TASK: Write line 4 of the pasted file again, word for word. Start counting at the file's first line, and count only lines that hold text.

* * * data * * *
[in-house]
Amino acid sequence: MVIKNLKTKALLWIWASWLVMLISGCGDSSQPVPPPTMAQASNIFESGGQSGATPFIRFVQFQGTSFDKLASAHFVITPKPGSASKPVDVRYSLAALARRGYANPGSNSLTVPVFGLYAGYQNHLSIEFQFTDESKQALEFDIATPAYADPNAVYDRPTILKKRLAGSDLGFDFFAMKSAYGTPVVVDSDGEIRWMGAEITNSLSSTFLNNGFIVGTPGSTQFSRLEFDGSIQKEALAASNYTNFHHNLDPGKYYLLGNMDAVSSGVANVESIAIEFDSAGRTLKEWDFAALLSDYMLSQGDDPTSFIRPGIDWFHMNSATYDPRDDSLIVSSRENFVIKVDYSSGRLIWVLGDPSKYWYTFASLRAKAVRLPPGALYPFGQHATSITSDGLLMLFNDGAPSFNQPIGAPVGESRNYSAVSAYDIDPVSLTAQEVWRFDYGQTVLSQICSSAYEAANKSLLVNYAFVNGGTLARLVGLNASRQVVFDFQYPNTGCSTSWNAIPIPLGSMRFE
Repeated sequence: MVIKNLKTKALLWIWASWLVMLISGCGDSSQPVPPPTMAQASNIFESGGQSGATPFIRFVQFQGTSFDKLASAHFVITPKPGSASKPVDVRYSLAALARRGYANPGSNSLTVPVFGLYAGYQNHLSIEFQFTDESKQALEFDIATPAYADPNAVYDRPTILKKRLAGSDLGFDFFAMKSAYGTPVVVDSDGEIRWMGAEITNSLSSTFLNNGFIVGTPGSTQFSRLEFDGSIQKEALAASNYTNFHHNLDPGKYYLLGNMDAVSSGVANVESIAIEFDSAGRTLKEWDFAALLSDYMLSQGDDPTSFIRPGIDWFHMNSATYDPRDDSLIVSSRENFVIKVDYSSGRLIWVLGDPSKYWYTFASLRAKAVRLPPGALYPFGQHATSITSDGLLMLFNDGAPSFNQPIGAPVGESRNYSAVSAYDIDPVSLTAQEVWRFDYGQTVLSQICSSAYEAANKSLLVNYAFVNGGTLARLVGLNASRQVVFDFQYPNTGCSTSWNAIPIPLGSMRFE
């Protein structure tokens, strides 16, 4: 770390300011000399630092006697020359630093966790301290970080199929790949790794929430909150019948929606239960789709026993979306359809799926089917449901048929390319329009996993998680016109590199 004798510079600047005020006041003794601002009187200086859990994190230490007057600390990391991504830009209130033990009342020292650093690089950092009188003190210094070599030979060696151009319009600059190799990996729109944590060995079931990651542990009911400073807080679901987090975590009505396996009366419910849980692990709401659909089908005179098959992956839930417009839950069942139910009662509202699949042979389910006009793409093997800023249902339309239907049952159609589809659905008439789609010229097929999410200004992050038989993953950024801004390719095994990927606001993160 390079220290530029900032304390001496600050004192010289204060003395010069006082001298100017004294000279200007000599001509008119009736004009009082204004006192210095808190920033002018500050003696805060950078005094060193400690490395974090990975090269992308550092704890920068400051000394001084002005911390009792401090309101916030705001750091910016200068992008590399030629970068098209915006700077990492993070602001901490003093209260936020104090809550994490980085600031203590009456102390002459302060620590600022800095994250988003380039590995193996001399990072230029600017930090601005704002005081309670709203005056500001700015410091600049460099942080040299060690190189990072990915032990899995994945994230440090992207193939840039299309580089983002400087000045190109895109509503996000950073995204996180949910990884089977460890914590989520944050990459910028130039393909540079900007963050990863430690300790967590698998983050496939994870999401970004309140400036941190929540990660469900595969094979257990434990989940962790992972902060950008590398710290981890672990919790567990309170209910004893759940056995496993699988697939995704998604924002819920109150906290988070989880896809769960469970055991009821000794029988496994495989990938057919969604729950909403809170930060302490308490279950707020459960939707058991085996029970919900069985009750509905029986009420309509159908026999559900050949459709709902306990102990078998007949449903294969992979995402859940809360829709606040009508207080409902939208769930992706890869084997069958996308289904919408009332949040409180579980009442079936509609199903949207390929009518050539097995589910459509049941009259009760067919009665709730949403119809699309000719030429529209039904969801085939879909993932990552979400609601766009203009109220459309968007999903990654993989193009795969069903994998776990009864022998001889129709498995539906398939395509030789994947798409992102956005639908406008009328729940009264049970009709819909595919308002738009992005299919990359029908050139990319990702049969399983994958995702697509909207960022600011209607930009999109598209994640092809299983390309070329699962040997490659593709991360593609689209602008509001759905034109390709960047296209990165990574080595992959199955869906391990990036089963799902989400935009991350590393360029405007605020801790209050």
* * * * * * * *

């Protein structure tokens, strides 16, 4: 770390300011000399630092006697020359630093966790301290970080199929790949790794929430909150019948929606239960789709026993979306359809799926089917449901048929390319329009996993998680016109590199 004798510079600047005020006041003794601002009187200086859990994190230490007057600390990391991504830009209130033990009342020292650093690089950092009188003190210094070599030979060696151009319009600059190799990996729109944590060995079931990651542990009911400073807080679901987090975590009505396996009366419910849980692990709401659909089908005179098959992956839930417009839950069942139910009662509202699949042979389910006009793409093997800023249902339309239907049952159609589809659905008439789609010229097929999410200004992050038989993953950024801004390719095994990927606001993160 390079220290530029900032304390001496600050004192010289204060003395010069006082001298100017004294000279200007000599001509008119009736004009009082204004006192210095808190920033002018500050003696805060950078005094060193400690490395974090990975090269992308550092704890920068400051000394001084002005911390009792401090309101916030705001750091910016200068992008590399030629970068098209915006700077990492993070602001901490003093209260936020104090809550994490980085600031203590009456102390002459302060620590600022800095994250988003380039590995193996001399990072230029600017930090601005704002005081309670709203005056500001700015410091600049460099942080040299060690190189990072990915032990899995994945994230440090992207193939840039299309580089983002400087000045190109895109509503996000950073995204996180949910990884089977460890914590989520944050990459910028130039393909540079900007963050990863430690300790967590698998983050496939994870999401970004309140400036941190929540990660469900595969094979257990434990989940962790992972902060950008590398710290981890672990919790567990309170209910004893759940056995496993699988697939995704998604924002819920109150906290988070989880896809769960469970055991009821000794029988496994495989990938057919969604729950909403809170930060302490308490279950707020459960939707058991085996029970919900069985009750509905029986009420309509159908026999559900050949459709709902306990102990078998007949449903294969992979995402859940809360829709606040009508207080409902939208769930992706890869084997069958996308289904919408009332949040409180579980009442079936509609199903949207390929009518050539097995589910459509049941009259009760067919009665709730949403119809699309000719030429529209039904969801085939879909993932990552979400609601766009203009109220459309968007999903990654993989193009795969069903994998776990009864022998001889129709498995539906398939395509030789994947798409992102956005639908406008009328729940009264049970009709819909595919308002738009992005299919990359029908050139990319990702049969399983994958995702697509909207960022600011209607930009999109598209994640092809299983390309070329699962040997490659593709991360593609689209602008509001759905034109390709960047296209990165990574080595992959199955869906391990990036089963799902989400935009991350590393360029405007605020801790209050």